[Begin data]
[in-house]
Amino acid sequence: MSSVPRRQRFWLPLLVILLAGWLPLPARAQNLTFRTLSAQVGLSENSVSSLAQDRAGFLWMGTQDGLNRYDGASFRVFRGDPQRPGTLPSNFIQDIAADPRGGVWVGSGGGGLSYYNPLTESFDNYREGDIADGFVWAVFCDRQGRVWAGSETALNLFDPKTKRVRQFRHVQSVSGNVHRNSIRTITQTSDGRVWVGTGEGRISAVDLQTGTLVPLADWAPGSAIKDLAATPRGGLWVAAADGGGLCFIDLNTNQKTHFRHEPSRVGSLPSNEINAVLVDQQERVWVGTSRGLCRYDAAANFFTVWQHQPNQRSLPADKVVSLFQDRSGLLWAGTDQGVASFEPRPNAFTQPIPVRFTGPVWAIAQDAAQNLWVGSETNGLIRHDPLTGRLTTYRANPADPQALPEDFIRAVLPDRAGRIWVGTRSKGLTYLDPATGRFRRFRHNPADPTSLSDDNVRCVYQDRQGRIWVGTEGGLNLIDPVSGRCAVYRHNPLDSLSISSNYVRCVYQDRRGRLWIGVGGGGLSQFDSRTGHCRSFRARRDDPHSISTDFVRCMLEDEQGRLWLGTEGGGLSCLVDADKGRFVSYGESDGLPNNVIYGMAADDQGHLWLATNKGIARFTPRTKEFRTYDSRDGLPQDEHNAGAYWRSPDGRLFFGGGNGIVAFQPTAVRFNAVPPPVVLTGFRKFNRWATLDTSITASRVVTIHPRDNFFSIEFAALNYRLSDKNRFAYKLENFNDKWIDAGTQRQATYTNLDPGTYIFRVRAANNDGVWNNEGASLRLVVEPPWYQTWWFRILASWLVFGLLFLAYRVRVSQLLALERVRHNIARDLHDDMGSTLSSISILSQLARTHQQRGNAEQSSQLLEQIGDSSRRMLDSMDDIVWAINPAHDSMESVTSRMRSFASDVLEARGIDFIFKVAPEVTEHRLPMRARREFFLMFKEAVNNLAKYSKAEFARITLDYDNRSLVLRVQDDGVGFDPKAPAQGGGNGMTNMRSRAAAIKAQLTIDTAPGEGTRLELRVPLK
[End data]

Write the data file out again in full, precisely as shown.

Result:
[in-house]
Amino acid sequence: MSSVPRRQRFWLPLLVILLAGWLPLPARAQNLTFRTLSAQVGLSENSVSSLAQDRAGFLWMGTQDGLNRYDGASFRVFRGDPQRPGTLPSNFIQDIAADPRGGVWVGSGGGGLSYYNPLTESFDNYREGDIADGFVWAVFCDRQGRVWAGSETALNLFDPKTKRVRQFRHVQSVSGNVHRNSIRTITQTSDGRVWVGTGEGRISAVDLQTGTLVPLADWAPGSAIKDLAATPRGGLWVAAADGGGLCFIDLNTNQKTHFRHEPSRVGSLPSNEINAVLVDQQERVWVGTSRGLCRYDAAANFFTVWQHQPNQRSLPADKVVSLFQDRSGLLWAGTDQGVASFEPRPNAFTQPIPVRFTGPVWAIAQDAAQNLWVGSETNGLIRHDPLTGRLTTYRANPADPQALPEDFIRAVLPDRAGRIWVGTRSKGLTYLDPATGRFRRFRHNPADPTSLSDDNVRCVYQDRQGRIWVGTEGGLNLIDPVSGRCAVYRHNPLDSLSISSNYVRCVYQDRRGRLWIGVGGGGLSQFDSRTGHCRSFRARRDDPHSISTDFVRCMLEDEQGRLWLGTEGGGLSCLVDADKGRFVSYGESDGLPNNVIYGMAADDQGHLWLATNKGIARFTPRTKEFRTYDSRDGLPQDEHNAGAYWRSPDGRLFFGGGNGIVAFQPTAVRFNAVPPPVVLTGFRKFNRWATLDTSITASRVVTIHPRDNFFSIEFAALNYRLSDKNRFAYKLENFNDKWIDAGTQRQATYTNLDPGTYIFRVRAANNDGVWNNEGASLRLVVEPPWYQTWWFRILASWLVFGLLFLAYRVRVSQLLALERVRHNIARDLHDDMGSTLSSISILSQLARTHQQRGNAEQSSQLLEQIGDSSRRMLDSMDDIVWAINPAHDSMESVTSRMRSFASDVLEARGIDFIFKVAPEVTEHRLPMRARREFFLMFKEAVNNLAKYSKAEFARITLDYDNRSLVLRVQDDGVGFDPKAPAQGGGNGMTNMRSRAAAIKAQLTIDTAPGEGTRLELRVPLK